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Title: Development of targeted exosomes for delivery of biotherapeutics
Author: Willms, Eduard
ISNI:       0000 0004 7966 137X
Awarding Body: University of Oxford
Current Institution: University of Oxford
Date of Award: 2018
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Cells release nanosized membrane-enclosed vesicles termed extracellular vesicles. These naturally occurring vesicles have been established as important players in communication between cells, mainly through transfer of their content. This inherent ability makes extracellular vesicles outstanding candidates for development into drug delivery vehicles. Cells are considered to release a number of extracellular vesicle types with unique size, biogenesis, and cargo: exosomes, microvesicles, and apoptotic bodies. Exosomes are the most well studied vesicle type and are considered to have homogenous characteristics. However, fractionation of isolated exosomes with sucrose density gradient flotation allowed for identification of two distinct exosome subpopulations with unique size and composition. Subpopulations derived from melanoma cells were found to have differential effects on gene expression of recipient cells. Secondly, development of a size exclusion chromatography based approach allowed for more in-depth study on exosome heterogeneity. Four exosome subpopulations with different size and composition were derived from ovarian cancer cells. Preliminary findings point to a potential pathophysiological role of ovarian-cancer derived exosomes, with unique roles of subpopulations in ovarian cancer metastasis. In addition, differential properties of exosome subpopulations were explored in development of B cell targeted exosomes. Single chain variable fragments targeting B cell surface antigens CD19 and CD22 were successfully expressed on exosomes. Targeting of CD22 resulted in increased and rapid uptake as compared to targeting of CD19. Moreover, data suggested that specific exosome subpopulations are responsible for the latter observation. Findings demonstrate a promising approach for the delivery of biotherapeutics into malignant B cells. In conclusion, this works shows the heterogeneous nature of exosomes and the release of subpopulations with potential unique biological roles. Addressing heterogeneity is one of the key topics of research on extracellular vesicles and will allow for in depth study on their underlying biogenesis and in turn benefit development of extracellular vesicle based therapeutics.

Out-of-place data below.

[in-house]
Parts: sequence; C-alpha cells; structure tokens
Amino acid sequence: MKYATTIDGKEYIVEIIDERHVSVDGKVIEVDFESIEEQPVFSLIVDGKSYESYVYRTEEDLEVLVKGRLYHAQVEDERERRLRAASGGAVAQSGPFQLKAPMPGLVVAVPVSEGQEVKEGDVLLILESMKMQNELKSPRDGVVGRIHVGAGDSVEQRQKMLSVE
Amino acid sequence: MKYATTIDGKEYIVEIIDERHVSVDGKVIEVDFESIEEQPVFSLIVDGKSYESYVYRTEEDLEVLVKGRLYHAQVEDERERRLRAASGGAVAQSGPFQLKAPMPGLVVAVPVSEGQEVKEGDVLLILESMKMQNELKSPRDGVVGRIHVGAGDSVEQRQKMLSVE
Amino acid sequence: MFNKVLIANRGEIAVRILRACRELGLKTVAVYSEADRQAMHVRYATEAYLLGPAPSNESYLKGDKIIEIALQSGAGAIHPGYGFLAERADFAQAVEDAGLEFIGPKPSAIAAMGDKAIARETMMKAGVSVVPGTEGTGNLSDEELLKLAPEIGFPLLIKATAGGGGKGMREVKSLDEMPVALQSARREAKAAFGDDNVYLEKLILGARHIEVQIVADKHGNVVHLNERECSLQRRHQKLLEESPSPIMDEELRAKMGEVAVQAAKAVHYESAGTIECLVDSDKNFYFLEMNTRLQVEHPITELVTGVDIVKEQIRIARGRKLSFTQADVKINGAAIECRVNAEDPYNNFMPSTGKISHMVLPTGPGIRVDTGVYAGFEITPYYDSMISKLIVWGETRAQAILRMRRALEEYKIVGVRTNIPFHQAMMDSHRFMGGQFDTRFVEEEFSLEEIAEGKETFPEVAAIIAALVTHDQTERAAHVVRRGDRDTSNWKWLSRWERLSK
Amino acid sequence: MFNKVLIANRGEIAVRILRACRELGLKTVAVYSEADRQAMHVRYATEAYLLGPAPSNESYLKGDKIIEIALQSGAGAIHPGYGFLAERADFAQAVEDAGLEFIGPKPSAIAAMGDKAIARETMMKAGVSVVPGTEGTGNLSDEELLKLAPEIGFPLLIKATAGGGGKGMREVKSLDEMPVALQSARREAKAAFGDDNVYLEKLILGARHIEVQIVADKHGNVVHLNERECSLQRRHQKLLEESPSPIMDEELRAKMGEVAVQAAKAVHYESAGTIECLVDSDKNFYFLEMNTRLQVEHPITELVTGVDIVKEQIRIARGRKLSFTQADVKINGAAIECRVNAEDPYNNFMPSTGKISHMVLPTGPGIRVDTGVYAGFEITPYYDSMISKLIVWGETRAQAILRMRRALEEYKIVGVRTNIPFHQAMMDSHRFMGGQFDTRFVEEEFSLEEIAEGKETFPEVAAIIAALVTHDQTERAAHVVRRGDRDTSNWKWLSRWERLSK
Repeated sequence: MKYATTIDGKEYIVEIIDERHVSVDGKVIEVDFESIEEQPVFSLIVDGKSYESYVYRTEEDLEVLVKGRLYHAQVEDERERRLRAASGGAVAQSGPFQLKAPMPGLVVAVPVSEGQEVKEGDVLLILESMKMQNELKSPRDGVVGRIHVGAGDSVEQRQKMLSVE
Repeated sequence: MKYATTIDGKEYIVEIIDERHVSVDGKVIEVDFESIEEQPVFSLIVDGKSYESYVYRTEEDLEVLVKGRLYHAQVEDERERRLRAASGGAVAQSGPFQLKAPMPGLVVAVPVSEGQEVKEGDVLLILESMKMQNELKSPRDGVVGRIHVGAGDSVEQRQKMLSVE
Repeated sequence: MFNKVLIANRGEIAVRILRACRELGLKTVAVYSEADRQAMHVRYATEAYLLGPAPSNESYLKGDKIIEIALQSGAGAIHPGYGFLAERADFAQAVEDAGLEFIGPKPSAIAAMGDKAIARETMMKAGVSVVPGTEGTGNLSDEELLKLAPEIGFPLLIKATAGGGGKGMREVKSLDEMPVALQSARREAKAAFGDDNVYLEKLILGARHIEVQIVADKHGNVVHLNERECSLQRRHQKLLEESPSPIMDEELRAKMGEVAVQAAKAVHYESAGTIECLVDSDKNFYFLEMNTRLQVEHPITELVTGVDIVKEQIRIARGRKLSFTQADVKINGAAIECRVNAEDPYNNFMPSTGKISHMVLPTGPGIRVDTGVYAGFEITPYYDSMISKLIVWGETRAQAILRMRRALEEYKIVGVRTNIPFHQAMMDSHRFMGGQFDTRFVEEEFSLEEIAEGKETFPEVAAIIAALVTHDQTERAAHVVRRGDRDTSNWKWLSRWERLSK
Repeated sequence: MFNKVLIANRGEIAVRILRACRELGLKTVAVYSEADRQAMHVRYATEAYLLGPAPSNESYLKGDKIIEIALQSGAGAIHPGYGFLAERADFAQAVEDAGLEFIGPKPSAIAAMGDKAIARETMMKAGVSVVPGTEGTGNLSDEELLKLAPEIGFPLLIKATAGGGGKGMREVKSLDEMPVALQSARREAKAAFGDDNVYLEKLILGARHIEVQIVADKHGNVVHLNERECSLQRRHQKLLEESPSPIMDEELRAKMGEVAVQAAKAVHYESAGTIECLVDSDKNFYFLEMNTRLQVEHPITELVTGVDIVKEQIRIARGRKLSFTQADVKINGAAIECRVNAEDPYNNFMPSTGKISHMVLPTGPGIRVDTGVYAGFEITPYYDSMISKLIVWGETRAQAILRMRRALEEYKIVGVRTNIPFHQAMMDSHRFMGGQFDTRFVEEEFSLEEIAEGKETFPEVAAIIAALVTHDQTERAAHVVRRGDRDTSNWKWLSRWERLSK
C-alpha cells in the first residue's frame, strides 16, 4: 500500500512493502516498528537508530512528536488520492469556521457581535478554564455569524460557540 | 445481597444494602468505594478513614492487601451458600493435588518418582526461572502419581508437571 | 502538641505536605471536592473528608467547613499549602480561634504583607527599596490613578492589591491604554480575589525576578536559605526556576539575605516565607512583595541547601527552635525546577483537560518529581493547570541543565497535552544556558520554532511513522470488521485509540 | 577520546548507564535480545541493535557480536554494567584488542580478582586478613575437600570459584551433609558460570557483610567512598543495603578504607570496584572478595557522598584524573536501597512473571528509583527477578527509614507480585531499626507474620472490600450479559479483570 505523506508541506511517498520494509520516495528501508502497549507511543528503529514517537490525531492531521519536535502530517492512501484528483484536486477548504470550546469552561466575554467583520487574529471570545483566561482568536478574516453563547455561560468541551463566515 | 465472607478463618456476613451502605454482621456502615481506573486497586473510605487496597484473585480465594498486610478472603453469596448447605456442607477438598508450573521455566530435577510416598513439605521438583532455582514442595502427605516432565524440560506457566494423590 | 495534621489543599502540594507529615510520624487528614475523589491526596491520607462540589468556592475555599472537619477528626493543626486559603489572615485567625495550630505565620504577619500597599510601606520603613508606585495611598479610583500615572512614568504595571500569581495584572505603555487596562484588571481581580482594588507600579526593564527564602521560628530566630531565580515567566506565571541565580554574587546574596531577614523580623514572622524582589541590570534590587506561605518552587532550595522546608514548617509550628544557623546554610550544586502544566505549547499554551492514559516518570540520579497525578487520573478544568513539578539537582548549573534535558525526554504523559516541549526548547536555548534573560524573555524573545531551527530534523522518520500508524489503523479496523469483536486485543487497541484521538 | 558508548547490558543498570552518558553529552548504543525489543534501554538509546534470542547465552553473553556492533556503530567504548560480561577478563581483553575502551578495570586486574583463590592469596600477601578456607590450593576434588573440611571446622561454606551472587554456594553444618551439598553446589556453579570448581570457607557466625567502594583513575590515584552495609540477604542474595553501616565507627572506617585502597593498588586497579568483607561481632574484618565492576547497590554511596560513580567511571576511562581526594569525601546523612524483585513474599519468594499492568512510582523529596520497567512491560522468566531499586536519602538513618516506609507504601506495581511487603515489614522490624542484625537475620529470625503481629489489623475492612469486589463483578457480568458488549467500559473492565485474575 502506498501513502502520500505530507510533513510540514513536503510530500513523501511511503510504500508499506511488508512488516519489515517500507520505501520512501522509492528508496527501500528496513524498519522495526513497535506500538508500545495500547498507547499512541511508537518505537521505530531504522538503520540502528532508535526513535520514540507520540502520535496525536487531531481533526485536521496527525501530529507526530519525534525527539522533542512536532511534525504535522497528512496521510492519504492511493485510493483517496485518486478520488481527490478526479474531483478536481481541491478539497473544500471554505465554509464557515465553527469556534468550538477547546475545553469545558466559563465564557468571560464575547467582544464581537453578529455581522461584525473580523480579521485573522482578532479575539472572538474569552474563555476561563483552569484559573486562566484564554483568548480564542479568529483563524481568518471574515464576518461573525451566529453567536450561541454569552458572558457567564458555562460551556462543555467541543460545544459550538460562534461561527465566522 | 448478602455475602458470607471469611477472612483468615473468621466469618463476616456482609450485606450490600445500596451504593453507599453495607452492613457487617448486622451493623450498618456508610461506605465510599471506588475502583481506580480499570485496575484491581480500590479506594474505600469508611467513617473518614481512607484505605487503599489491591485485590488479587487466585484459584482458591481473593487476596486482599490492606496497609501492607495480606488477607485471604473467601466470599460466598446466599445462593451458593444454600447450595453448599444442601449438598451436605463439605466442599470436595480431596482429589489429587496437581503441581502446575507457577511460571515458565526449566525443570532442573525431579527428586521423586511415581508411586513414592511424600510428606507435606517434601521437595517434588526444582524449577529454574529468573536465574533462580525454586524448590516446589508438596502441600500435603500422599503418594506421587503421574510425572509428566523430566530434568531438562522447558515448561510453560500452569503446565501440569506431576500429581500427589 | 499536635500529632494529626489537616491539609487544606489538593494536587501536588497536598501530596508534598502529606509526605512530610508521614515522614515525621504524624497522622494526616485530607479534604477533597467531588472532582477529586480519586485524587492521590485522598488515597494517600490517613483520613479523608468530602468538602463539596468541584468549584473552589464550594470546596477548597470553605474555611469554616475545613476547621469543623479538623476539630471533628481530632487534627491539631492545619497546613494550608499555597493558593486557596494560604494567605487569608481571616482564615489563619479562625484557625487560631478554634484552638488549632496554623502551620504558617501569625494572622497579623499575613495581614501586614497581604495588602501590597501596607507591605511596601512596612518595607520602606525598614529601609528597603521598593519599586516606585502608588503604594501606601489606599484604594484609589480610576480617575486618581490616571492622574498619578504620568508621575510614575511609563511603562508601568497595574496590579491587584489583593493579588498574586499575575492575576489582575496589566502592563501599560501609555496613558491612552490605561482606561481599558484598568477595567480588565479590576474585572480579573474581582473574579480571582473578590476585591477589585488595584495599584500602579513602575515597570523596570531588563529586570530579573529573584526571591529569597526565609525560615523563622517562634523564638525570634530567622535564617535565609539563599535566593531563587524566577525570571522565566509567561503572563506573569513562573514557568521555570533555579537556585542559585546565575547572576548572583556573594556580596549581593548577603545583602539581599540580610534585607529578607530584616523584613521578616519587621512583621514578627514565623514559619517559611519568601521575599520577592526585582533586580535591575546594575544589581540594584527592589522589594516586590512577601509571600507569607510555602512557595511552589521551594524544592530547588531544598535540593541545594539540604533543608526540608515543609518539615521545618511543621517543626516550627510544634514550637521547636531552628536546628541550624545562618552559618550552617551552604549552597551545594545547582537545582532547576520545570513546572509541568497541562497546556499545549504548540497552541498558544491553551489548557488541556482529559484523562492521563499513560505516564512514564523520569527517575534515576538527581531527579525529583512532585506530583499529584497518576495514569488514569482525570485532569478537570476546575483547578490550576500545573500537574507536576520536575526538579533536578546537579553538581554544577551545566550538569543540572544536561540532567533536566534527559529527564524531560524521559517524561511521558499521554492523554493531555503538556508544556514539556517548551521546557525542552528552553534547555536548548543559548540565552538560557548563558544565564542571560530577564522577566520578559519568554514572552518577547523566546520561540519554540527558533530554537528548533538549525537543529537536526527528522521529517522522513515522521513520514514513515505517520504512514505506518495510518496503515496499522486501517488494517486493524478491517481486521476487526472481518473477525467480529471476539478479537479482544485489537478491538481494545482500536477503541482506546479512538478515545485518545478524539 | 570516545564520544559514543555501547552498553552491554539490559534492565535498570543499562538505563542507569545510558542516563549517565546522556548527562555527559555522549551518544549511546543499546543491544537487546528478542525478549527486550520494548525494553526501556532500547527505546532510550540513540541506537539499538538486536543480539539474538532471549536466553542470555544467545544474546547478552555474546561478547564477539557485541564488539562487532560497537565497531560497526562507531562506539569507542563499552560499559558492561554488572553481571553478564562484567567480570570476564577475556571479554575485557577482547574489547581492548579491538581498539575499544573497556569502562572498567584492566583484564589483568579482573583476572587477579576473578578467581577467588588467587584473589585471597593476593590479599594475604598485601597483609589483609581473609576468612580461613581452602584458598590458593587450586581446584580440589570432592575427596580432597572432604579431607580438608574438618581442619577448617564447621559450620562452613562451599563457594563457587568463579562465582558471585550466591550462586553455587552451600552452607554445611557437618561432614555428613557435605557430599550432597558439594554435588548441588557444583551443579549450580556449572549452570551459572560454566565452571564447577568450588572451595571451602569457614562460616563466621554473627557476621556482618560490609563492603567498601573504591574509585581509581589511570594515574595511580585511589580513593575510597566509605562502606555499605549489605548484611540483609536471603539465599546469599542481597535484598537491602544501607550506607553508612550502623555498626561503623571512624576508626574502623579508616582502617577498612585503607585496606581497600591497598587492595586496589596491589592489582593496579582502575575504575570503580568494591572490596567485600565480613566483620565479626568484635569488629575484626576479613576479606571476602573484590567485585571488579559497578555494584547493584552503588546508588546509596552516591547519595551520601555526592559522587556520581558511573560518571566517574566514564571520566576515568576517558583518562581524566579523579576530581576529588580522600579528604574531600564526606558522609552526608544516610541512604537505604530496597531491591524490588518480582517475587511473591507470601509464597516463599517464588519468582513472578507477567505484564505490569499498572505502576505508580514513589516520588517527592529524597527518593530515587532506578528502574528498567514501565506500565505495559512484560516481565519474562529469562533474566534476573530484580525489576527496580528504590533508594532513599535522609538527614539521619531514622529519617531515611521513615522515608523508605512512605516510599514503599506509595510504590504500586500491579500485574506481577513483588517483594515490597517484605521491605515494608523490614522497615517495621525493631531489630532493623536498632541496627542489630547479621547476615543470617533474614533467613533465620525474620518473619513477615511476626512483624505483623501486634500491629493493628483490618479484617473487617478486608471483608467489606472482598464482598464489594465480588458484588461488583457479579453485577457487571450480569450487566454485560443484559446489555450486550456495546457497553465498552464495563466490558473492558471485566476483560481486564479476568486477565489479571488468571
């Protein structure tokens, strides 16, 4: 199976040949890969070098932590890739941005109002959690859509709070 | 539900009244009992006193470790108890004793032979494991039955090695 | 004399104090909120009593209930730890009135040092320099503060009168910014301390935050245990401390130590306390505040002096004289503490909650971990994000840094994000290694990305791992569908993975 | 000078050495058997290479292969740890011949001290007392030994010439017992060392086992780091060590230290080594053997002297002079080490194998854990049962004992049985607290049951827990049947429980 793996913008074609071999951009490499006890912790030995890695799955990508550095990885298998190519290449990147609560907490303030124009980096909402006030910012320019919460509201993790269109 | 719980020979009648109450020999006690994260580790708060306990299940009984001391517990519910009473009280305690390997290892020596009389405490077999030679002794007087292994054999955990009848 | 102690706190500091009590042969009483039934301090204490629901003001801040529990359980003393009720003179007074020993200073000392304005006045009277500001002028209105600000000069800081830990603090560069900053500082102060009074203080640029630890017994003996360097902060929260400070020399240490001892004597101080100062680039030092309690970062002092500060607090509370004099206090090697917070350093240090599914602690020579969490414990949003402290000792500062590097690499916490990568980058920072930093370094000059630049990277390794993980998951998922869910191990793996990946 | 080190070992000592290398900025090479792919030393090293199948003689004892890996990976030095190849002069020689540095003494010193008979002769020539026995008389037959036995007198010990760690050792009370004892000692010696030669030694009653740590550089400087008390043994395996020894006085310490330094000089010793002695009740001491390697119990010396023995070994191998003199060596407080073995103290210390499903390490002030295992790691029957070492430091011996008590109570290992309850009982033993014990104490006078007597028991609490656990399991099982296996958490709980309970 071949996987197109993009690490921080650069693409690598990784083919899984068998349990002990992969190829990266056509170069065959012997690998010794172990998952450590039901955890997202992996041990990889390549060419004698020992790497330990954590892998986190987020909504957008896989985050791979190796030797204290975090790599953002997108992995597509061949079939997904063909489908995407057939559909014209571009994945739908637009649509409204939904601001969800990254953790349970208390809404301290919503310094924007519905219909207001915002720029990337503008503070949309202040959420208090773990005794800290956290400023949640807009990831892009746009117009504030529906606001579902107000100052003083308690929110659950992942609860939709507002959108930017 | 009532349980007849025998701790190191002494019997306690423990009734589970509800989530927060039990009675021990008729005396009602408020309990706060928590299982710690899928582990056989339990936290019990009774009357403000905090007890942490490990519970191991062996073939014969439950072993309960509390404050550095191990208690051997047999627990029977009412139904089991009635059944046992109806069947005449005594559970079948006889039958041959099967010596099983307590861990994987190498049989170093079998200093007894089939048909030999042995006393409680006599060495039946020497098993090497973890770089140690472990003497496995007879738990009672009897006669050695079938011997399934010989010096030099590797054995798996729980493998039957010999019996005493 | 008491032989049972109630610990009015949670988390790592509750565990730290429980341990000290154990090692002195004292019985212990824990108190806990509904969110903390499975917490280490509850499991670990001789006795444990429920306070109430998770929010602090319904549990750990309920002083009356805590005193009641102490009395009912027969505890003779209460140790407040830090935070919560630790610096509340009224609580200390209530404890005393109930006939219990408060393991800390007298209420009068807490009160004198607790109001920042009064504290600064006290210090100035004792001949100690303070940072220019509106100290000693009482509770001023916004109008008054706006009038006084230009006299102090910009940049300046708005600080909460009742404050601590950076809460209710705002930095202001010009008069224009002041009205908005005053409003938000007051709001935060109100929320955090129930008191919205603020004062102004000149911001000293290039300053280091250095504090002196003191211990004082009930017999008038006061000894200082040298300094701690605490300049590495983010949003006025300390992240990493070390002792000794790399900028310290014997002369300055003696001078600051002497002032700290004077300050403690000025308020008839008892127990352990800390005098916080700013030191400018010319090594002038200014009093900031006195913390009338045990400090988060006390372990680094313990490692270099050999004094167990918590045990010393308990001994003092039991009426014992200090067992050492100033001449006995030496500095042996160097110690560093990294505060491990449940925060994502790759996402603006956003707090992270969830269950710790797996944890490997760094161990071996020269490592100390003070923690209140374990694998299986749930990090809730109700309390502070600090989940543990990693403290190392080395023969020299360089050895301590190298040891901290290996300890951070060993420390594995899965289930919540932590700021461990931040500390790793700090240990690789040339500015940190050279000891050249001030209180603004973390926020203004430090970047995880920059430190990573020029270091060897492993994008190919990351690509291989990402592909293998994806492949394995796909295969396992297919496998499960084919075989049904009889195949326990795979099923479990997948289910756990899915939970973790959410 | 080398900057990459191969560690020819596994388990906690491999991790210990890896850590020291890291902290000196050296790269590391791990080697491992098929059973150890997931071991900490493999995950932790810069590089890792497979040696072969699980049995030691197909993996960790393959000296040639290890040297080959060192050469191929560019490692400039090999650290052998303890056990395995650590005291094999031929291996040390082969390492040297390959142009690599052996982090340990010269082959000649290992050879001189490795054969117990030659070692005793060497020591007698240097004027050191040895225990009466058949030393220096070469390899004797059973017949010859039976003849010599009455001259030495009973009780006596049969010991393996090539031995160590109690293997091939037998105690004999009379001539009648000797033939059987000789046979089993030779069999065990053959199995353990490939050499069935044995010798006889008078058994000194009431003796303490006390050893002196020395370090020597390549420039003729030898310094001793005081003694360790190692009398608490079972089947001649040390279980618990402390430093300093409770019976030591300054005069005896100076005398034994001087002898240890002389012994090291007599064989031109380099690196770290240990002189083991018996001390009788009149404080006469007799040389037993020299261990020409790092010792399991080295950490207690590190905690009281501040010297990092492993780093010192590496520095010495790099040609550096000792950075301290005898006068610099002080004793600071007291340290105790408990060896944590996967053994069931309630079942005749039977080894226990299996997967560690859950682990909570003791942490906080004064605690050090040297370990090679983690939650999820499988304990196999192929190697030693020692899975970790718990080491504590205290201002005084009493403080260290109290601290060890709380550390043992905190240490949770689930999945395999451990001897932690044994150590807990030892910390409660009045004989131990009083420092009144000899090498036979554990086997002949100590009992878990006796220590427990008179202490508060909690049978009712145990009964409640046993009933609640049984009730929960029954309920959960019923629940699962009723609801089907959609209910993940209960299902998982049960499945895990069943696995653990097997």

Supervisor: Wood, Matthew ; Andaloussi, Samir El Sponsor: Biotechnology and Biological Sciences Research Council
Qualification Name: Thesis (Ph.D.) Qualification Level: Doctoral
EThOS ID:  DOI: Not available